I find in the people that I coach and teach that the number one reason that many people are conflicted, unhappy and living without inner peace is that they are living a life outside of their values. It is difficult to live in accordance with your values if you first do not know what they are. Our lives are full of so many decisions that need to be made for practical reasons that we often prioritize in order of what is immediate just to get it done as opposed to looking down the road and putting a little more thought into “What can I do today that will bring my actions in line with my values?”
For example, If you have a family you may find yourself enrolling your children in all the after school activities that their friends are doing – shuffling them around to soccer practice, school performances, and instrument lessons while loosing sight of the fact that you don’t hold true the value of having competitive or over performing children. Your value may be that you have a strong family with thoughtful and considerate children but when is the last time you volunteered together anywhere? Or in your career you may find yourself stuck in a rut at work where your work seems repetitive and you don’t see any room for advancement. You find yourself checking the online sites for similar positions elsewhere, sending out resumes, and considering going back to school for your MBA. Then after analyzing your values you discover that you don’t value doing predictable work in an office. You value freedom, helping others and creativity. Only then will you start looking for opportunities and building skills in fields that will ultimately bring you more in alignment with who you are and more on a track for fulfillment.
Values are not always strengths though sometimes they are entwined. You use your strengths to live and give of your values. You can be very good at schoolwork but the value there might be a love of learning. You might be very creative but the value could be helping people. You might be a great painter but the value could be expressing yourself through creativity.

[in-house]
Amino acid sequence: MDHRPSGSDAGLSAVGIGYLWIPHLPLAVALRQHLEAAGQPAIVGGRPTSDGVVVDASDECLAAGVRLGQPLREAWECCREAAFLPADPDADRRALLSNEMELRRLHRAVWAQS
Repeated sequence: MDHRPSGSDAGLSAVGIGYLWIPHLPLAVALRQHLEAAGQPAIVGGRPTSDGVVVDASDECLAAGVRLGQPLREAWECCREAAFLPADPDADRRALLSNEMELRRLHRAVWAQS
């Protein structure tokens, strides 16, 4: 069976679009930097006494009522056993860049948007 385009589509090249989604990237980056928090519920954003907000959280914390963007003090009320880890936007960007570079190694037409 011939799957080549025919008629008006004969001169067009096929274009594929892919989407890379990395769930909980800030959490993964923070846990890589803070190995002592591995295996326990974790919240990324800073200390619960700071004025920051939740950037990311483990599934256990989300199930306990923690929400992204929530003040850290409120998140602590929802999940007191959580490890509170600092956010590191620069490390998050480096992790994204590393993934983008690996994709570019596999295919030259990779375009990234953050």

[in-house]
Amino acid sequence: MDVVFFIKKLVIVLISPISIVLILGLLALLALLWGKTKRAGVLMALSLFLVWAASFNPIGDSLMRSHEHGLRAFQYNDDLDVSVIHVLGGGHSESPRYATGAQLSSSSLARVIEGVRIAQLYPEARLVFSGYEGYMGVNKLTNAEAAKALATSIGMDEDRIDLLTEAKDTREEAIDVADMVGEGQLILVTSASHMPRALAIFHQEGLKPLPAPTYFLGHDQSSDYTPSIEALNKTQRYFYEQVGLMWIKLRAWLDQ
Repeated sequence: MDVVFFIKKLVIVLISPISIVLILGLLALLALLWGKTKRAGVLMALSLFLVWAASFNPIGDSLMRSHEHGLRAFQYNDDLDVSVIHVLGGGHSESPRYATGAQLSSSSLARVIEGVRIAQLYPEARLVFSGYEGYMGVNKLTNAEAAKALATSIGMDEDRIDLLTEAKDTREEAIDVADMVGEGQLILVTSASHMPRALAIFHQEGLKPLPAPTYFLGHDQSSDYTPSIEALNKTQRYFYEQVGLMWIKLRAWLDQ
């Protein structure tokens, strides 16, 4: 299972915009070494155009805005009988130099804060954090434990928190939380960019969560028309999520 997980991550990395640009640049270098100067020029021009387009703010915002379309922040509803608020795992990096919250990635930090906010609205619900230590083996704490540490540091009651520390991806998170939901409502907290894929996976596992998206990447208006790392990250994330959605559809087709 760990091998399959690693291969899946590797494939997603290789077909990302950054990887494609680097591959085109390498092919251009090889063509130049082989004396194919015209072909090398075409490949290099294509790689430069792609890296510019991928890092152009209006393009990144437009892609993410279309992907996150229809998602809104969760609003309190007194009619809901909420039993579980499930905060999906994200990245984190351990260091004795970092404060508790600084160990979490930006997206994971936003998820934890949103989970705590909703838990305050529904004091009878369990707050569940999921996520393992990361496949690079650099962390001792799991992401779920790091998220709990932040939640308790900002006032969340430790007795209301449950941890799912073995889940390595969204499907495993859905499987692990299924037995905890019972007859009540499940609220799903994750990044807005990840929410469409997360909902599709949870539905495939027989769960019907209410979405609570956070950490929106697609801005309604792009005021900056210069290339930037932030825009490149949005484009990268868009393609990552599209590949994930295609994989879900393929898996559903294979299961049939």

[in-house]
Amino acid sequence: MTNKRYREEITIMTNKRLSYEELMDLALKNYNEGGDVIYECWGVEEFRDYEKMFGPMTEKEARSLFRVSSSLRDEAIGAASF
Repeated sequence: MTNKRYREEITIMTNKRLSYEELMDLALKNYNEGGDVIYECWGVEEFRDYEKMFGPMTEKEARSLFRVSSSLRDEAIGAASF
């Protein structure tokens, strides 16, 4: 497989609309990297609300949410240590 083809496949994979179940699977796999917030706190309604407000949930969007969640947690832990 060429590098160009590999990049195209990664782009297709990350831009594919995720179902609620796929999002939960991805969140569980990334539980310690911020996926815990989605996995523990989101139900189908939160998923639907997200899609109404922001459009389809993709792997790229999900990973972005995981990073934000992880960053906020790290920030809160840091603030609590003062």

How to Determine Your Values
1. Run off the list of values below.
2. Get some colored pens/pencils and with one color take a quick pass of the list, marking a check next to each value that is sometimes important to you (up to 20).
3. In another color mark only the ones that are often important to you (up to 5). Remember some values might lead you or contribute to a higher value. Add any value to the list that you feel is relevant. To help determine your values, ask yourself what the value is or was when you: did the most exciting thing you ever did, feel your passion, what gets you up in the morning, what you want to be known for at age 95.
4. Mark in red the top five values that are always important to you – the things that absolutely define who you are (only 5). Tape these where you will see them everyday.
Being the Best
Make a Difference
If your life seems out of alignment ask yourself what you are doing that is not in alignment with your values. Then ask yourself what you could be exploring to bring you closer to your values. Start now!
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Mary Lee Gannon is an executive coach as well as a cultural turnaround and leadership expert who went from being a stay-at-home mother with four children to a difficult marriage, divorce, homelessness, and welfare to CEO. Her book “Starting Over – 25 Rules When You’ve Bottomed Out” is available on Amazon.com and details how she went from an earning capacity of $27,000 annually to president and CEO within just a few years. Visit her Web site at www.StartingOverNow.com.